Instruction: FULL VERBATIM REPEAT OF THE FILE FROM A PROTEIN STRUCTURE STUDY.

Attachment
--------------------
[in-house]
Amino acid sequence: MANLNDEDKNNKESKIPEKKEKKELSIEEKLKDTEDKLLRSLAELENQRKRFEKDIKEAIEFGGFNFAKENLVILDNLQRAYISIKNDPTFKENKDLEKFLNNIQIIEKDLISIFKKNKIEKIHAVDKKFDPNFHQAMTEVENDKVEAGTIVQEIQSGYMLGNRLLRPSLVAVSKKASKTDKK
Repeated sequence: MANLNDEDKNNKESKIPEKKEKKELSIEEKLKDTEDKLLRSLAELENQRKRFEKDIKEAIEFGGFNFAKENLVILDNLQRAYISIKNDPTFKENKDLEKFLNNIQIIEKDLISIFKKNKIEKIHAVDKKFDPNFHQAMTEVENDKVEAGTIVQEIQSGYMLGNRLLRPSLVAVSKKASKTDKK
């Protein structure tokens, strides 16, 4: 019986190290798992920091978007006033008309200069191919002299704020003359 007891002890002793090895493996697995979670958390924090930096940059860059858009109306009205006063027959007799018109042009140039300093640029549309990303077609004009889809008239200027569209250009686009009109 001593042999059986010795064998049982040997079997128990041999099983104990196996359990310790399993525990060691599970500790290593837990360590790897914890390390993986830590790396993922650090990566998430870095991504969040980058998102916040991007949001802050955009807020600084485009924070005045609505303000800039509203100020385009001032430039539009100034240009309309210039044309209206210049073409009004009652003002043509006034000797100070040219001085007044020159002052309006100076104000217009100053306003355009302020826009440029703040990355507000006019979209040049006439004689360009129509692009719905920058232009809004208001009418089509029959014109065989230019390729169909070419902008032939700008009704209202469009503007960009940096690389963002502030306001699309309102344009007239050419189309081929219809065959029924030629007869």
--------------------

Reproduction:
[in-house]
Amino acid sequence: MANLNDEDKNNKESKIPEKKEKKELSIEEKLKDTEDKLLRSLAELENQRKRFEKDIKEAIEFGGFNFAKENLVILDNLQRAYISIKNDPTFKENKDLEKFLNNIQIIEKDLISIFKKNKIEKIHAVDKKFDPNFHQAMTEVENDKVEAGTIVQEIQSGYMLGNRLLRPSLVAVSKKASKTDKK
Repeated sequence: MANLNDEDKNNKESKIPEKKEKKELSIEEKLKDTEDKLLRSLAELENQRKRFEKDIKEAIEFGGFNFAKENLVILDNLQRAYISIKNDPTFKENKDLEKFLNNIQIIEKDLISIFKKNKIEKIHAVDKKFDPNFHQAMTEVENDKVEAGTIVQEIQSGYMLGNRLLRPSLVAVSKKASKTDKK
């Protein structure tokens, strides 16, 4: 019986190290798992920091978007006033008309200069191919002299704020003359 007891002890002793090895493996697995979670958390924090930096940059860059858009109306009205006063027959007799018109042009140039300093640029549309990303077609004009889809008239200027569209250009686009009109 001593042999059986010795064998049982040997079997128990041999099983104990196996359990310790399993525990060691599970500790290593837990360590790897914890390390993986830590790396993922650090990566998430870095991504969040980058998102916040991007949001802050955009807020600084485009924070005045609505303000800039509203100020385009001032430039539009100034240009309309210039044309209206210049073409009004009652003002043509006034000797100070040219001085007044020159002052309006100076104000217009100053306003355009302020826009440029703040990355507000006019979209040049006439004689360009129509692009719905920058232009809004208001009418089509029959014109065989230019390729169909070419902008032939700008009704209202469009503007960009940096690389963002502030306001699309309102344009007239050419189309081929219809065959029924030629007869």